Saturday, July 16, 2011

On pattern rewriting - DEBS 2011 presentation

Among other things I have done in DEBS 2011, I have also delivered one talk to present the paper on patterns rewriting, the paper, like all DEBS 2011 papers can be obtained from the ACM Digital Library
The paper is co-authored by Ella Rabinovich (the primary author), Avi Gal and myself.
The presentation starts by classifying optimization tools in use for optimizing the performance of event processing applications, the classification is into blackbox optimization where the actual implementation is taken as a blackbox, and whitebox optimization,      The paper deals with one of the types of whitebox optimization - pattern rewriting, which mean rewrite a pattern into a collection of other patterns that yield equivalent results: same output to the same input. 

 While rewriting exist in different areas such as rules or SQL queries,  there is some inherent complexity in some of the event processing patterns such as SEQUENCE.    The difficulty stems from the temporal relationship imposed by sequence, which imposes restriction on assertion splitting, and from the fact that policies may not be transferred in the rewriting process nicely.   This was an exploratory research to see whether rewriting is a useful method for optimization, especially where complex sequences are involved.  The experimental results in simulation for sequence with 16 operands (a real application we have done in the past in the web commerce area),  shows that rewriting alone can improve the latency by more than tenfold and also the throughput, and no matter how the latency/throughput trade-off is weighted,  some rewriting will give better result than no rewriting in this case.   

The presentation can be viewed on slideshare.  Enjoy!

Summary of DEBS 2011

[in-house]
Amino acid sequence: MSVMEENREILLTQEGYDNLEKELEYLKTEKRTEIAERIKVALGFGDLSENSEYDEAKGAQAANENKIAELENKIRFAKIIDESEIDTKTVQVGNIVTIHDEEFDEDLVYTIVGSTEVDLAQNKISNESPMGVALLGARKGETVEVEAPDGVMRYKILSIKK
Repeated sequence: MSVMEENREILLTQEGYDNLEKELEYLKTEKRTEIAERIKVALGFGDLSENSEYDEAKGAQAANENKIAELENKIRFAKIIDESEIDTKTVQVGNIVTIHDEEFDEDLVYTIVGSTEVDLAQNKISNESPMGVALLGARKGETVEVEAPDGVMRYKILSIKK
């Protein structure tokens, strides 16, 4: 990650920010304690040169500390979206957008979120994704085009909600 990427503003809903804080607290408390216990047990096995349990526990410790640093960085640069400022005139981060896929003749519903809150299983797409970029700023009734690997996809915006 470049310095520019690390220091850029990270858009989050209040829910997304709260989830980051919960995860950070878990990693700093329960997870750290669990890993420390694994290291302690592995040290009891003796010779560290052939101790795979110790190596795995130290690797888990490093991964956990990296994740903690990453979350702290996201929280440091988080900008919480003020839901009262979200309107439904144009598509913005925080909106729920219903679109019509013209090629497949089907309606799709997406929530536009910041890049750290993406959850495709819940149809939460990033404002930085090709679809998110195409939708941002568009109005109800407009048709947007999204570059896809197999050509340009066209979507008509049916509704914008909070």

In this picture you can see me explaining the rules of  
the game for the "gong show", while Francois Bry, who was the gong master, is standing behind with the gong.   You can also see that the podium has the Jeopardy! setting, and indeed we had in one of the sessions live game of two of the participants against Watson. 
Paul Vincent, skilfully played the host, Scott Schneider and Michael Olson were the contestants, although the audience helped them Watson won this time also.

These pictures and many others were taken by Roland Stuhmer, and can be found on Flickr.

Besides the fun part we also had 33 papers, poster and demo session, DEBS challenges, tutorial day, PhD workshop and 4 keynote speakers

Overall,  the community that includes researchers and some people from industry is becoming stable. the terminology becomes more coherent (everybody are talking about patterns), and the quality becomes higher. 

There were participants from 23 countries from all the 5 continents including the first representative from Africa, a faculty member from Tanzania.    I think that still the largest community is in Europe.  

Organizing a conference is a lot of work, but is also a rewarding activity.   My next conference in early August - AAAI in SFO,  but there I am just a participant.     

More on DEBS 2011 -- later   

Tuesday, July 12, 2011

DEBS 2011 tutorial on non functional properties of event processing

This is the picture that opens the tutorial on non functional properties of event processing that has been delivered yesterday within the DEBS conference by Tali Yatzkar-Haham and myself.    It shows variety of various cakes, each of them can be entitled: "cheese cake".     Likewise, there is a substantial variance among event processing systems based on their non functional properties.  We surveyed a collection of topics on performance, scalability, availabilty, usability and security/privacy.   One of the conclusions is that the usability area lacks comprehansive research.     At the end of the day we went (with some other friends) to eat dinner in the cheese cake factory  in White Plains (I did not eat any cheese cake).